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How to reach this specific type of color?

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Felipe Prado
How to reach this specific type of color?
on Aug 2, 2018 at 7:36:06 pm

Hey Guys!

So here is the FX I am trying to replicate:







Right now I am using Particular to create such effect, with big size particles and lowering it's opacity.

But the thing is, I never know how I can reach such color, it is very light in the center and the it goes all the way to the it's exterior fading out into a blue, like is there any video that could explain that to me or you guys have any directions on how I can study such thing?

Like where should I start? What color should I pick? Should I start on dark colors or light colors? What blend modes should I use?

I am just really clueless I tried a lot of stuff out without success.. maybe you guys could point me out into books about this or courses? Like what theory I am missing here so I can reproduce such thing?

I am self taught everything, and I learned everything from the internet, so my knowledge has a bunch of holes because I never studied this in a linear way.

Thanks in advance!


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Kalleheikki Kannisto
Re: How to reach this specific type of color?
on Aug 3, 2018 at 7:55:59 am

Video Copilot color vibrance plugin might be the easiest way to get there.

Kalleheikki Kannisto
Senior Graphic Designer


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Andrew Somers
Re: How to reach this specific type of color?
on Aug 3, 2018 at 1:14:39 pm

The first thing I recommend is to set your project to 32 bit and linearize the colorspace. When working in linear mode, you can make things brighter than 100% white, which would clip in a gamma encoded space like Rec709. In linear those overbrights and their detail are maintained — if you bring them back down with another Levels effect, you'll see the detail is not lost.

Blending light in scene-linear space works like it does in the real world. Instead of adjusting opacity, you can use ADD transfer mode to add layers together, the light values of each layers adding together like real light does. You'll find using ADD to place the glowing smoke onto an image gets you toward your goal.

The LEVELS effect will act a little differently than you're used to — you can make things brighter than white as you ADD layers together and then in an adjustment layer another Levels to bring everything back down and still retain detail.

Also, if you make the smoke a dark blue, when you use Levels to make it brighter, it will end up glowing white as it gets bright. Put a Gaussian Blur on it to smooth it into a plasma look. Adjust the gamma of the individual channels with Levels or Curves to get some interesting color shifts between dark and bright.


A possible layer setup might be:

Layer 1: Adjustment layer with LEVELS to adjust the overall output.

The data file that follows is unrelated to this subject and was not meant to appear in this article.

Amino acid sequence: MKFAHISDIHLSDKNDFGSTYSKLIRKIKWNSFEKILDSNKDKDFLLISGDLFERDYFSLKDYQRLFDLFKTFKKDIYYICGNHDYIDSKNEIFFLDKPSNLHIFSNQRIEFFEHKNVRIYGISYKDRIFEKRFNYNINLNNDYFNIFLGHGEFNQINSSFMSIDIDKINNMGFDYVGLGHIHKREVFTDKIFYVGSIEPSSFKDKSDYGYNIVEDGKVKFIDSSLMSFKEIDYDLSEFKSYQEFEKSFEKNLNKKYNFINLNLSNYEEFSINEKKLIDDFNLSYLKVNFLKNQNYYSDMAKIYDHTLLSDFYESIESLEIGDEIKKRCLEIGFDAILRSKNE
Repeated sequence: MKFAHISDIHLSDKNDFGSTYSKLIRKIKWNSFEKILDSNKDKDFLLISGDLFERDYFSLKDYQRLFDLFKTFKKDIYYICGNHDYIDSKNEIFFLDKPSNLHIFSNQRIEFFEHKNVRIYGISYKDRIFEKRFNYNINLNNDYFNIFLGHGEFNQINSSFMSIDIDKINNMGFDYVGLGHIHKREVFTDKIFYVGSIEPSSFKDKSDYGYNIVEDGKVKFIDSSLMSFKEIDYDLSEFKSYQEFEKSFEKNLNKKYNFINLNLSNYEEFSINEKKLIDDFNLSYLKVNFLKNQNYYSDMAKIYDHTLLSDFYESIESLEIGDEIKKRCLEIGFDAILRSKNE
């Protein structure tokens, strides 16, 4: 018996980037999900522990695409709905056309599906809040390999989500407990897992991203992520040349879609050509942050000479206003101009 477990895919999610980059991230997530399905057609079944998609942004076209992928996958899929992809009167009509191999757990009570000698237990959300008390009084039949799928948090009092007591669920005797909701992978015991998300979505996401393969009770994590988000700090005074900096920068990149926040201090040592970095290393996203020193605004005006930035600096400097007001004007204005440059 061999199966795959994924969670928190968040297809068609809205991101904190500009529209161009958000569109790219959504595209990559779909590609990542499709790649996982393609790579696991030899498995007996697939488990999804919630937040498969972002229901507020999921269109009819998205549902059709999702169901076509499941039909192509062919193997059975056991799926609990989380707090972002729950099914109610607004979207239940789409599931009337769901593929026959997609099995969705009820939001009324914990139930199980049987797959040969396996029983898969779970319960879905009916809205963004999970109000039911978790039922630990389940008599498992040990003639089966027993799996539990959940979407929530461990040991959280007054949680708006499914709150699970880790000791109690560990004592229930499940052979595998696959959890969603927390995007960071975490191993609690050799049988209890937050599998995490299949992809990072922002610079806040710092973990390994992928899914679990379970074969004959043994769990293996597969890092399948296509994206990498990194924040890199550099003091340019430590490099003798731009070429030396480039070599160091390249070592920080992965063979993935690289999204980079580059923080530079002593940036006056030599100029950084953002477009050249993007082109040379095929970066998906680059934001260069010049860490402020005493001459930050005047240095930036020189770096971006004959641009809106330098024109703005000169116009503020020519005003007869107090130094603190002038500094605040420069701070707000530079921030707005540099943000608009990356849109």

Layer 2: Particular layer. After the Particular plug-in, put the LEVELS effect then the BLUR effect. Set this layer to ADD transfer mode. Adjusting the gamma of the individual RGB channels, as well as their in/out levels can create some interesting color shifts based on the brightness of each channel. You can take this idea even farther using the CURVES effect.

Layer 3: This is the footage you are comping the smoke on to. Make sure it's color profile is set/interpreted properly so that AE color management converts it to the linearized working space. You may want to have a Levels control here too.

Remember that in linear space, especially when using ADD, you have a much greater range of adjustment than a gamma encoded space. You might spend time getting the two lower layers comped together nicely only to realize they are overall too bright — never fear, you can leave those adjustments alone, and just use an adjustment layer to bring everything back down.

Andrew Somers
VFX & Title Supervisor
http://GeneralTitles.com


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Steve Bentley
Re: How to reach this specific type of color?
on Aug 3, 2018 at 8:49:10 pm

You can also achieve this out of the box with Saber - videoCopilots free plug in. No particular needed. But there is nothing wrong with Particular for this use either. You can even do it just with fractal noise.

As for the glowy goodness, (and adding to what Andrew said), we'll often start with multiple copies of the effect Screen'd on top of the original, just to see how it looks. Often you have to crush those Screen's layers or the brightness builds up too much. You can also add a Gaussian blur to the extra copies along side the Level's crush (Levels first please) and duplicate those layers a few times to get the deep color and glow to build up.



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Felipe Prado
Re: How to reach this specific type of color?
on Aug 4, 2018 at 8:10:59 pm

Hey Andrew!

Thank you very much for taking the time to write such in-depth post.

I will try the steps you suggested and post soon what I've manage to do!

Could you please explain a little bit further what is the difference between 8bpc, 16bpc and 32bpc? And what is that relation to the Gamma Encoded Space Rec709?

Thanks in advance!


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